A color lithograph of George and Kate Ann Williams’s Victorian  mansion, located at 18th and Couch streets downtown.

This spooky-looking Portland mansion was home of a 'starvation cult'

A prominent Portland socialite led a sect called "Truth," with the motto "Pray and Be Cured," that required 40-day fasts. It vanished after its leader starved herself to death during a 110-day fast. Here's the story.


The archway monument leading up to the Wallowa County Courthouse,  built in 1936. The bronze plaque on the inside left of the arch includes  the name of murderer and horse thief Bruce “Blue” Evans.

A monument in honor of a horse thief and mass murderer?

Bruce "Blue" Evans led the gang that slaughtered over 30 innocent Chinese miners in 1887. So why is his name celebrated on a monument to Wallowa County Pioneers? . Here's the story.


Title screen from a Bugs Bunny cartoon. Mel Blanc, the legendary Looney Toons voice man, grew up in Portland.

The voice of Bugs Bunny went to high school in Portland

Legendary Hollywood voice man Mel Blanc's teachers weren't too impressed with his voice talents, but Oregon radio listeners and cartoon fans sure were. Here's the story.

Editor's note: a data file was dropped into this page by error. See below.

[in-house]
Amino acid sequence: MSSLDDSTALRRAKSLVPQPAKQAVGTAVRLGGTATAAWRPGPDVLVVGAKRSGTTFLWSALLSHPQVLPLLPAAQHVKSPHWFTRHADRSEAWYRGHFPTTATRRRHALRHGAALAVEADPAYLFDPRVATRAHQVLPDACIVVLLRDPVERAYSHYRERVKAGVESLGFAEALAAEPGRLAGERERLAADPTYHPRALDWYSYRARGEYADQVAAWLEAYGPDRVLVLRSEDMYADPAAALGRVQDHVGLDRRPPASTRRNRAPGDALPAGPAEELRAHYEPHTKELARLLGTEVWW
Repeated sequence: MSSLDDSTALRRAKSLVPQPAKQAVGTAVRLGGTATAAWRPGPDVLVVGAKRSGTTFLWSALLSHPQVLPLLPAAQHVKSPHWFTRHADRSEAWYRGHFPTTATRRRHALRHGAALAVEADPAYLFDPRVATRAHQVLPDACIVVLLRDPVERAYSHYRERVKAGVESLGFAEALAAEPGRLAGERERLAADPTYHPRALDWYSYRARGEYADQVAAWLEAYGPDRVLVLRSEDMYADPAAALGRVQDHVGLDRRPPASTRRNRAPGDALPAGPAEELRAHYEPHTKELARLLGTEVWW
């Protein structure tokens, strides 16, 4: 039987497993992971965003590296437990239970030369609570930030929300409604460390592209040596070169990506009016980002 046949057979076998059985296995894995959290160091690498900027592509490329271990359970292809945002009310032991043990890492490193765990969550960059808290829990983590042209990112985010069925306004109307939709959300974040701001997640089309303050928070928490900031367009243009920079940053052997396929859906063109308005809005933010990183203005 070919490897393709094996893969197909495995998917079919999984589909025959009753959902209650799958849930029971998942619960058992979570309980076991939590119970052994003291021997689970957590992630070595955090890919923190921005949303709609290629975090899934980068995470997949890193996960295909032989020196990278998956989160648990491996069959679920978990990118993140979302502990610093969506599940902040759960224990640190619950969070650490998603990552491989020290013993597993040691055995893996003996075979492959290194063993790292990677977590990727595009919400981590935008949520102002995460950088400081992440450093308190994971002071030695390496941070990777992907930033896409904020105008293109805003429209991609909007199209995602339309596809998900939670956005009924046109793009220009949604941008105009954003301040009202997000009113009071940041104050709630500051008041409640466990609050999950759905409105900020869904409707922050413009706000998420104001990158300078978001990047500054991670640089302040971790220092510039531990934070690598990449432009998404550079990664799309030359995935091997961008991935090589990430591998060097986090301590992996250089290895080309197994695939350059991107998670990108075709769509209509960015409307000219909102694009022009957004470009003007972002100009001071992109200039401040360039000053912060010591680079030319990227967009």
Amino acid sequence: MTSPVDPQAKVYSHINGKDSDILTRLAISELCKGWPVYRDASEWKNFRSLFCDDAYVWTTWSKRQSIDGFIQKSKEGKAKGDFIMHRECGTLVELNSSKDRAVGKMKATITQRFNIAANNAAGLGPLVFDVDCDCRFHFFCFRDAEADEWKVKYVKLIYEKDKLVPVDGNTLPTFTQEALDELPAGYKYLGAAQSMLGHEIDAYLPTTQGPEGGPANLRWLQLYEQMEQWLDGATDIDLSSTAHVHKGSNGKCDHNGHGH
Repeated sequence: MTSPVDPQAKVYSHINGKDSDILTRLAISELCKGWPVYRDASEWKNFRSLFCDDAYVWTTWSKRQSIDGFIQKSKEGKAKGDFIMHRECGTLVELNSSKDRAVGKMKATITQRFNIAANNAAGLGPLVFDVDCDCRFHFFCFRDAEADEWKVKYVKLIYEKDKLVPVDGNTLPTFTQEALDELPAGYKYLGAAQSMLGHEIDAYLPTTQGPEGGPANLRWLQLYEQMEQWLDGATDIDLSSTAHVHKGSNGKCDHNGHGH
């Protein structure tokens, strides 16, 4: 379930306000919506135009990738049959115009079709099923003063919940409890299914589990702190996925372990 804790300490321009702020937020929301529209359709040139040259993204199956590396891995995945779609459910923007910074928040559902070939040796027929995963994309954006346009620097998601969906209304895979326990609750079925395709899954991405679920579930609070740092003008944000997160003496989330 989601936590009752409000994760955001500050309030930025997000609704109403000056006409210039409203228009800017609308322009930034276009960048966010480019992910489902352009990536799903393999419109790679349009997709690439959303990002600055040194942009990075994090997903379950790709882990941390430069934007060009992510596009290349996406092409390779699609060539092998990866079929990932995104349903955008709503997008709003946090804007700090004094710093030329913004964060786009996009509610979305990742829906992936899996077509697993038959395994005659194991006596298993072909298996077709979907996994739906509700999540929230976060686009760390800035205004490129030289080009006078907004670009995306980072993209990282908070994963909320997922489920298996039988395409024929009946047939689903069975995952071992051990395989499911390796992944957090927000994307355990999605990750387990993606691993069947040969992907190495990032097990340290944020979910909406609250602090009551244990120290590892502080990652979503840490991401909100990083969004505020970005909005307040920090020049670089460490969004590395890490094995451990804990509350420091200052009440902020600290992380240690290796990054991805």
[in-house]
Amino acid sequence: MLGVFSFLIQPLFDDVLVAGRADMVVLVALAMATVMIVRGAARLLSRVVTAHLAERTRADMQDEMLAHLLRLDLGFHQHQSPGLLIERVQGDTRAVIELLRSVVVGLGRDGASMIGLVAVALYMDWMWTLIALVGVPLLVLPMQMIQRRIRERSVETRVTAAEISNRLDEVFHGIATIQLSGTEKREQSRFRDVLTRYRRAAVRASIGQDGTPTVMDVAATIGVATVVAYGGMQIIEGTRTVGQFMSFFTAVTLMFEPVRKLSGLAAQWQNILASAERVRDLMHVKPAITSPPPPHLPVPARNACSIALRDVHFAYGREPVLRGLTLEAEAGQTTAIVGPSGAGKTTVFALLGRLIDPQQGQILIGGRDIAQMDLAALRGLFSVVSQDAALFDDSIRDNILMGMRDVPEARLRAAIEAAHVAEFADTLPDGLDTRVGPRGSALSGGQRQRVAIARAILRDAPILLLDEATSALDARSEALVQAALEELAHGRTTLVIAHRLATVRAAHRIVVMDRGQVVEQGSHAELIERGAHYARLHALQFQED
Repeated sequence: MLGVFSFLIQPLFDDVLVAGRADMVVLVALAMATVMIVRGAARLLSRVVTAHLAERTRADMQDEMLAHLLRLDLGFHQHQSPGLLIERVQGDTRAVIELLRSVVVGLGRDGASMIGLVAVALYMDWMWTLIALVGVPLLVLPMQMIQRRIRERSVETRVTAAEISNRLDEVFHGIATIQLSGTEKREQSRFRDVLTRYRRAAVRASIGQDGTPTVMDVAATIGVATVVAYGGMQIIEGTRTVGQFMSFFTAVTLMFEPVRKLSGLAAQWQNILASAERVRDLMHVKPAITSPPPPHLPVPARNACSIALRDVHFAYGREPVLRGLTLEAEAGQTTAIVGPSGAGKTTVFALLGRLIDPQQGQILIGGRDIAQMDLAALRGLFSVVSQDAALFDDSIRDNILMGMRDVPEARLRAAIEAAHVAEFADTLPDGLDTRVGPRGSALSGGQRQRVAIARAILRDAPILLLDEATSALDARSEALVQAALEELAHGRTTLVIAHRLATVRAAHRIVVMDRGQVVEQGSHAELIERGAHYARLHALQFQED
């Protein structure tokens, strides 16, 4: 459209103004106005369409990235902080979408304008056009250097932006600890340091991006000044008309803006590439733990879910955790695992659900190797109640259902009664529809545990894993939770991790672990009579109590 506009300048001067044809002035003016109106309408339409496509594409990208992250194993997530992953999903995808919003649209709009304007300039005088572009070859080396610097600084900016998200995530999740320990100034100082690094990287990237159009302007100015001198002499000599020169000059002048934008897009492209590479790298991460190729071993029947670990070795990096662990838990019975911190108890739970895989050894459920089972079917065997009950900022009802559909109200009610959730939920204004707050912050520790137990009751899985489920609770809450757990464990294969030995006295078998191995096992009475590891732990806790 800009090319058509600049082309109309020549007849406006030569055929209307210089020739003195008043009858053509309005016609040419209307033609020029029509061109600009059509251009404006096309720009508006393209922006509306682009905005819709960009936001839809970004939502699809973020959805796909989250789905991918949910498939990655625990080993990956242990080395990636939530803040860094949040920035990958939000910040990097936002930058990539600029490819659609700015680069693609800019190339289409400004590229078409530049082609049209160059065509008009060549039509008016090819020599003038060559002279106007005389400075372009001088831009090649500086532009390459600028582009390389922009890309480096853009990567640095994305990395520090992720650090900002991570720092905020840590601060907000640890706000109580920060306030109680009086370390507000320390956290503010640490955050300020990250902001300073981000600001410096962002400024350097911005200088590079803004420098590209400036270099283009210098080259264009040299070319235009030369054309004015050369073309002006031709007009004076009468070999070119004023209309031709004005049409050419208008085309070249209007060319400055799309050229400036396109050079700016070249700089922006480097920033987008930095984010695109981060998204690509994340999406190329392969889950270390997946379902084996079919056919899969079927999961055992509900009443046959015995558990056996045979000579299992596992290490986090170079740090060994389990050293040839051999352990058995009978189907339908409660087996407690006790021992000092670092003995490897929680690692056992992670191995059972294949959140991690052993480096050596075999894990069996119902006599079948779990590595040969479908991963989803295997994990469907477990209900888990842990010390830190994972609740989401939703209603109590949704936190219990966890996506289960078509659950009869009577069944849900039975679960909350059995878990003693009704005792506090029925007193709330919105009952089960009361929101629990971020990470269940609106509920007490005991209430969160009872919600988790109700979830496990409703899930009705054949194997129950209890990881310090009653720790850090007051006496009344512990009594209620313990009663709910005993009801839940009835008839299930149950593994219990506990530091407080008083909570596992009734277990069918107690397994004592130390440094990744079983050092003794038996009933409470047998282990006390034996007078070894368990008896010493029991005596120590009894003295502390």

Three Rocks Beach, Camp Westwind, the mouth of the Salmon River and Cascade  Head as they appear today.

Is there pirate loot buried at this YWCA youth camp?

The discovery of a giant skeleton in the 1930s suggested that the old Indian legend of a pirate ship sinking in the Salmon River might be true ... or maybe not. Here's the story.


This is not a picture of the Sunshine; it's a lumber schooner of a similar type, the Wawona. The Sunshine, on her way home from her maiden voyage to San Francisco, vanished and then reappeared, upside down, 200 miles off course.

Gold was gone when schooner washed ashore ... empty

The fate of the Sunshine's passengers and crew is unknown ... did somebody wreck the ship on purpose? Here's the story.


The gravestone of Ame, who despite having died 10 years after the Civil War, was still considered a slave.

sHE DIED AROUND 1874. SO WHY DOES THE GRAVESTONE SAY SHE WAS A SLAVE?

Ame came over the Oregon Trail from Missouri. But when the North won the Civil War, her status as a slave didn't change. Here's what happened.


Ray V.B. Jackson in a booking photo from the Oregon State Pen, in 1896. Four years after this photo was taken, he was teaching grade school in Silver Lake.

Is this the face of oregon's first serial killer?